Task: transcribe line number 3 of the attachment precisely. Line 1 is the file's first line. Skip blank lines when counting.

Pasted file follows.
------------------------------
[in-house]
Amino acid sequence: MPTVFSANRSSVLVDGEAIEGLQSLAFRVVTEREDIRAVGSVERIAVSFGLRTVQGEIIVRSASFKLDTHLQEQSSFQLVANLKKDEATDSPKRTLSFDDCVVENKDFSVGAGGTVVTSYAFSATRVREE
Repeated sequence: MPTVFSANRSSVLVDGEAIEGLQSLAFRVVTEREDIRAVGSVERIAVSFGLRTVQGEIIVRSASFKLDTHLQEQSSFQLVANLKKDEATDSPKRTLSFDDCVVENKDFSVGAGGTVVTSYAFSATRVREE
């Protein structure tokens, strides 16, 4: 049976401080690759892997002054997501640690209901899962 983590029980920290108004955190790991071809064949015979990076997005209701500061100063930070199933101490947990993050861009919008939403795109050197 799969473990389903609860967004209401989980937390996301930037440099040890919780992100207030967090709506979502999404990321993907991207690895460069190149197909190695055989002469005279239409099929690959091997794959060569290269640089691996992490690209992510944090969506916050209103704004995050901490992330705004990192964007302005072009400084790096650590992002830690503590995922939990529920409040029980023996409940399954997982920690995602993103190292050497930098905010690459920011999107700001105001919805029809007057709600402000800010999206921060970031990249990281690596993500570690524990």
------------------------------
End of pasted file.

Repeated sequence: MPTVFSANRSSVLVDGEAIEGLQSLAFRVVTEREDIRAVGSVERIAVSFGLRTVQGEIIVRSASFKLDTHLQEQSSFQLVANLKKDEATDSPKRTLSFDDCVVENKDFSVGAGGTVVTSYAFSATRVREE